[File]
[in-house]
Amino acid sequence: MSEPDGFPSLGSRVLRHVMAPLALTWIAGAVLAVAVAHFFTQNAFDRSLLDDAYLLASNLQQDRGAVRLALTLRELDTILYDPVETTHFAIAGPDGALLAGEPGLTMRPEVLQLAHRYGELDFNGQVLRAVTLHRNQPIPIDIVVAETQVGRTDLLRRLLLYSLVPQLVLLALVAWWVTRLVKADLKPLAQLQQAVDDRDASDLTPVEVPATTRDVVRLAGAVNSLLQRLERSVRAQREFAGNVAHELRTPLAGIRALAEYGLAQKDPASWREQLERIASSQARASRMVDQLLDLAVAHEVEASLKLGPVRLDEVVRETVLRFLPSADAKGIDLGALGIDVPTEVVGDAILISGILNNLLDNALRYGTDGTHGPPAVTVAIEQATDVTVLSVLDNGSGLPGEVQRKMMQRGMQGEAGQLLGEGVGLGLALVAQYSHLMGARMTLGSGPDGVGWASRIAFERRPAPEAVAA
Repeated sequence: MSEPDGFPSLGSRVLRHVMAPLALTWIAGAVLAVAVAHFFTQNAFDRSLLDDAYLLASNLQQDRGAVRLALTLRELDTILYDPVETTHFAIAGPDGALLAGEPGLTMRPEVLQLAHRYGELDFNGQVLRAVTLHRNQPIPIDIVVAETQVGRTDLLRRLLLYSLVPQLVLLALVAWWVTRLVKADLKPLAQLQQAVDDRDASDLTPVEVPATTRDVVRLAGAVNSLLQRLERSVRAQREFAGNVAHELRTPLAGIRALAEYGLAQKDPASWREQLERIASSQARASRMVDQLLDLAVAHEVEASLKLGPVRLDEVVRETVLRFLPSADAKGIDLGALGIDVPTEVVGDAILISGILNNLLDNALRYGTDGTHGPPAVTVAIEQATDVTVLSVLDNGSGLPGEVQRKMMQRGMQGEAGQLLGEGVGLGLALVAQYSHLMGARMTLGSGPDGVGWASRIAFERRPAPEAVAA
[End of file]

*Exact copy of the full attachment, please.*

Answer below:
[in-house]
Amino acid sequence: MSEPDGFPSLGSRVLRHVMAPLALTWIAGAVLAVAVAHFFTQNAFDRSLLDDAYLLASNLQQDRGAVRLALTLRELDTILYDPVETTHFAIAGPDGALLAGEPGLTMRPEVLQLAHRYGELDFNGQVLRAVTLHRNQPIPIDIVVAETQVGRTDLLRRLLLYSLVPQLVLLALVAWWVTRLVKADLKPLAQLQQAVDDRDASDLTPVEVPATTRDVVRLAGAVNSLLQRLERSVRAQREFAGNVAHELRTPLAGIRALAEYGLAQKDPASWREQLERIASSQARASRMVDQLLDLAVAHEVEASLKLGPVRLDEVVRETVLRFLPSADAKGIDLGALGIDVPTEVVGDAILISGILNNLLDNALRYGTDGTHGPPAVTVAIEQATDVTVLSVLDNGSGLPGEVQRKMMQRGMQGEAGQLLGEGVGLGLALVAQYSHLMGARMTLGSGPDGVGWASRIAFERRPAPEAVAA
Repeated sequence: MSEPDGFPSLGSRVLRHVMAPLALTWIAGAVLAVAVAHFFTQNAFDRSLLDDAYLLASNLQQDRGAVRLALTLRELDTILYDPVETTHFAIAGPDGALLAGEPGLTMRPEVLQLAHRYGELDFNGQVLRAVTLHRNQPIPIDIVVAETQVGRTDLLRRLLLYSLVPQLVLLALVAWWVTRLVKADLKPLAQLQQAVDDRDASDLTPVEVPATTRDVVRLAGAVNSLLQRLERSVRAQREFAGNVAHELRTPLAGIRALAEYGLAQKDPASWREQLERIASSQARASRMVDQLLDLAVAHEVEASLKLGPVRLDEVVRETVLRFLPSADAKGIDLGALGIDVPTEVVGDAILISGILNNLLDNALRYGTDGTHGPPAVTVAIEQATDVTVLSVLDNGSGLPGEVQRKMMQRGMQGEAGQLLGEGVGLGLALVAQYSHLMGARMTLGSGPDGVGWASRIAFERRPAPEAVAA